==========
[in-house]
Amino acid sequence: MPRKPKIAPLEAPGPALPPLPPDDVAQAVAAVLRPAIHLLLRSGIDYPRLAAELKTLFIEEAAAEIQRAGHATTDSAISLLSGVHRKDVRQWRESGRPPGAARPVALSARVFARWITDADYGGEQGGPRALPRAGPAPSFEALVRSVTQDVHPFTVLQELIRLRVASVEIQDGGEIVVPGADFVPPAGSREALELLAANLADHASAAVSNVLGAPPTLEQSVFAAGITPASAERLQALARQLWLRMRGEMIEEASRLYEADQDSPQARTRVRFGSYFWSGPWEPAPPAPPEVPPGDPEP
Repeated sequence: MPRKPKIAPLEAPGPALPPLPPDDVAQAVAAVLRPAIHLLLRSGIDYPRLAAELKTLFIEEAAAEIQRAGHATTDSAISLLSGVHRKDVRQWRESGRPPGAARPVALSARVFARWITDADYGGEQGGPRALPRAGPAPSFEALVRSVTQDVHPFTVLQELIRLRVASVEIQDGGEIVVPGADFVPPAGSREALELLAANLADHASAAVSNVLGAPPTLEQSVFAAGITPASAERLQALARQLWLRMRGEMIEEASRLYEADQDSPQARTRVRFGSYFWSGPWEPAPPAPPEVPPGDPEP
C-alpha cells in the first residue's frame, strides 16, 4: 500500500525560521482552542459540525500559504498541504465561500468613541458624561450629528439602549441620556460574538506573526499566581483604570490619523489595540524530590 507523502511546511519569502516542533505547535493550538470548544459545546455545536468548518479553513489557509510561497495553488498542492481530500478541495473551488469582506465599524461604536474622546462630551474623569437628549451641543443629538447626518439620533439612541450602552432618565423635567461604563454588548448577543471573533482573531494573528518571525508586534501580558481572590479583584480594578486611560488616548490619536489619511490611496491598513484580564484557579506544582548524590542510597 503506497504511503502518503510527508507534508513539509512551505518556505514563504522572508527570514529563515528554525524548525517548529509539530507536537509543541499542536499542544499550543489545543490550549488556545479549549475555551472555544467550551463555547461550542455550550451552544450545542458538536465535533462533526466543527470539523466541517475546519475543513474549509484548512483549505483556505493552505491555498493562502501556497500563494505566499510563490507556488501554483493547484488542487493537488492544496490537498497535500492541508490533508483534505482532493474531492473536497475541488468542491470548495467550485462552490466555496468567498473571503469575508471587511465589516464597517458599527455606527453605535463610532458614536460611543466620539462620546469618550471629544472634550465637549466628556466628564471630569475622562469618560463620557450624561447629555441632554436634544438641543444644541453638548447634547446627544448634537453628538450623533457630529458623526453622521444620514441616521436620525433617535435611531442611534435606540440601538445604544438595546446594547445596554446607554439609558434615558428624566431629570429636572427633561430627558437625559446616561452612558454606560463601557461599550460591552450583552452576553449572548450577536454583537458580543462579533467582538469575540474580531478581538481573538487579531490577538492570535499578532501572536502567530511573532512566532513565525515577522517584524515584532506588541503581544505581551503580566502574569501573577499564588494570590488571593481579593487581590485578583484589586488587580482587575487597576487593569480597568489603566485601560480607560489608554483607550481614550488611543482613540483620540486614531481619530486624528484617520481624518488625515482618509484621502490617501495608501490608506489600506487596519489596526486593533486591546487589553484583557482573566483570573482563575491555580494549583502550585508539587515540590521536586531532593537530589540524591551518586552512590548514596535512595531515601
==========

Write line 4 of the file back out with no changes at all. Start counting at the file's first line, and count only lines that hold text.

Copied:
C-alpha cells in the first residue's frame, strides 16, 4: 500500500525560521482552542459540525500559504498541504465561500468613541458624561450629528439602549441620556460574538506573526499566581483604570490619523489595540524530590 507523502511546511519569502516542533505547535493550538470548544459545546455545536468548518479553513489557509510561497495553488498542492481530500478541495473551488469582506465599524461604536474622546462630551474623569437628549451641543443629538447626518439620533439612541450602552432618565423635567461604563454588548448577543471573533482573531494573528518571525508586534501580558481572590479583584480594578486611560488616548490619536489619511490611496491598513484580564484557579506544582548524590542510597 503506497504511503502518503510527508507534508513539509512551505518556505514563504522572508527570514529563515528554525524548525517548529509539530507536537509543541499542536499542544499550543489545543490550549488556545479549549475555551472555544467550551463555547461550542455550550451552544450545542458538536465535533462533526466543527470539523466541517475546519475543513474549509484548512483549505483556505493552505491555498493562502501556497500563494505566499510563490507556488501554483493547484488542487493537488492544496490537498497535500492541508490533508483534505482532493474531492473536497475541488468542491470548495467550485462552490466555496468567498473571503469575508471587511465589516464597517458599527455606527453605535463610532458614536460611543466620539462620546469618550471629544472634550465637549466628556466628564471630569475622562469618560463620557450624561447629555441632554436634544438641543444644541453638548447634547446627544448634537453628538450623533457630529458623526453622521444620514441616521436620525433617535435611531442611534435606540440601538445604544438595546446594547445596554446607554439609558434615558428624566431629570429636572427633561430627558437625559446616561452612558454606560463601557461599550460591552450583552452576553449572548450577536454583537458580543462579533467582538469575540474580531478581538481573538487579531490577538492570535499578532501572536502567530511573532512566532513565525515577522517584524515584532506588541503581544505581551503580566502574569501573577499564588494570590488571593481579593487581590485578583484589586488587580482587575487597576487593569480597568489603566485601560480607560489608554483607550481614550488611543482613540483620540486614531481619530486624528484617520481624518488625515482618509484621502490617501495608501490608506489600506487596519489596526486593533486591546487589553484583557482573566483570573482563575491555580494549583502550585508539587515540590521536586531532593537530589540524591551518586552512590548514596535512595531515601